WICHITA, Kan. — Tyler Barriss, a 26-year-old from Los Angeles, pleaded guilty Tuesday in a Kansas courtroom to charges connected to a fatal "swatting" incident in Wichita last year that left a man dead.
Barriss was implicated in dozens of "swatting" incidents around the country — including one SWAT call in Layton just months before the fatal shooting in Kansas, according to federal court documents.
An anonymous caller contacted Layton Police dispatch at 4:47 p.m. Tuesday, Sept. 26, 2017 saying they had placed several homemade explosive devices at the Super Walmart at 745 Hill Field Rd. in Layton, Layton Police Sgt. Juan Moreno said a day after the incident.
A suspicious package was spotted outside the store, but the Davis County Bomb Squad investigated and found it to not be a threat. The package was not believed to be related to the bomb call, Moreno said.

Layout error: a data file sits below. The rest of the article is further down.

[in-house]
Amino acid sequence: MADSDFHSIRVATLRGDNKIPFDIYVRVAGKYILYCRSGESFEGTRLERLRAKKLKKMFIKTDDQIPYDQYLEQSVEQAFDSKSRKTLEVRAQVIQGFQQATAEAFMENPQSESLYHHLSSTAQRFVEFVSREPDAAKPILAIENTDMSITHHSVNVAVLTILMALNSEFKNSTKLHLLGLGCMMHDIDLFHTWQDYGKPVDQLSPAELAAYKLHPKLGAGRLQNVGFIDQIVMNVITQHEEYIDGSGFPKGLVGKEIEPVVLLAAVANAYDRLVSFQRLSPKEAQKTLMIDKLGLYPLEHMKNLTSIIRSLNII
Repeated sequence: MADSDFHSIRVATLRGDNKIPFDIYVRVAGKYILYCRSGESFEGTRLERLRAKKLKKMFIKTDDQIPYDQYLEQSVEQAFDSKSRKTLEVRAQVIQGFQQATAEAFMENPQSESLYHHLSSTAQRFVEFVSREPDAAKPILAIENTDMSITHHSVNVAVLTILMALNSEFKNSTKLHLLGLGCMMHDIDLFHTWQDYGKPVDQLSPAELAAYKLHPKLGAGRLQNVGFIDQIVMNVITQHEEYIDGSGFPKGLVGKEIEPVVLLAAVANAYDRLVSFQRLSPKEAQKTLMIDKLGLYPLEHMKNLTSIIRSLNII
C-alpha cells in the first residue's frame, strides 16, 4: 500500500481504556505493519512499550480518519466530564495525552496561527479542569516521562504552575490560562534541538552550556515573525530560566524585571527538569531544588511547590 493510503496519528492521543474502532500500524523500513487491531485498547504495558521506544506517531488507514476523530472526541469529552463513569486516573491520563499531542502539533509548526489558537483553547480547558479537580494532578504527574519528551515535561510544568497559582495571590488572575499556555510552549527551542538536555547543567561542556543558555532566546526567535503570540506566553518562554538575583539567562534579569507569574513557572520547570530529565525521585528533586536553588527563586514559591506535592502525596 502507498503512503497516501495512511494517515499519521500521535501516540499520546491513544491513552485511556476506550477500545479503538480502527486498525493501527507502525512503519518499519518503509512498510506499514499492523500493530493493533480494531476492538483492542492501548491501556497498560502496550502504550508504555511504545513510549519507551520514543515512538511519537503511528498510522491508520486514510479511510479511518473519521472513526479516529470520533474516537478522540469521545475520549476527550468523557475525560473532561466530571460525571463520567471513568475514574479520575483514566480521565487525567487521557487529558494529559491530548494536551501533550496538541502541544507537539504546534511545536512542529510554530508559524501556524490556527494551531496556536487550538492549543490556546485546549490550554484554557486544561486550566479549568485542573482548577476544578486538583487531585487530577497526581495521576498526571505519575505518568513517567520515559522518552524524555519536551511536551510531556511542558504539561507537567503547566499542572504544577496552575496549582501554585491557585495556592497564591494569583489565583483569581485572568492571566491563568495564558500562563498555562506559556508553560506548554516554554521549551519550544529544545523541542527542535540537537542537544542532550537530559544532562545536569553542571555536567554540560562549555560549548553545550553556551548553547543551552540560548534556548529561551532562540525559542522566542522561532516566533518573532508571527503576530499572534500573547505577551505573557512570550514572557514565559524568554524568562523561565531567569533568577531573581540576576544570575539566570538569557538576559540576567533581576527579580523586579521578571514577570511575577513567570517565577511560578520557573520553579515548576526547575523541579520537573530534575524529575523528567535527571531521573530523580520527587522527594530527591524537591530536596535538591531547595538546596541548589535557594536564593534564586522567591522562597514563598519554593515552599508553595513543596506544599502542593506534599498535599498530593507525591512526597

The building was cleared by 7:50 p.m. and employees and shoppers were allowed back into the store.
During the threat in Layton, no one was injured.
Months later, on Dec. 28, 2017, a SWAT officer with the Wichita Police Department shot and killed Andrew Thomas Finch after police were told that a boy shot and killed his father, and was holding family members hostage, according to a press release from the U.S. Attorney's Office for the District of Kansas. Police later said that Finch walked out of the home and put his hands up. When he began lowering his hands, he was shot and killed by police.
With his pleas Tuesday, Barriss admits to making the call to police that effectively ended Finch's life.
Barriss entered guilty pleas in Wichita to three charges stemming from the SWAT shooting.
In California, Barriss pleaded guilty to 46 counts including making fake bomb threats to schools, shopping malls, TV stations and other areas across the country while he was in Los Angeles.
Of the 46 counts, a bomb threat made against the Layton Walmart is said to be the work of Barriss.
His sentencing is set for Jan. 30 in Wichita. Barriss could be sentenced to spend the next two decades or more in a federal prison.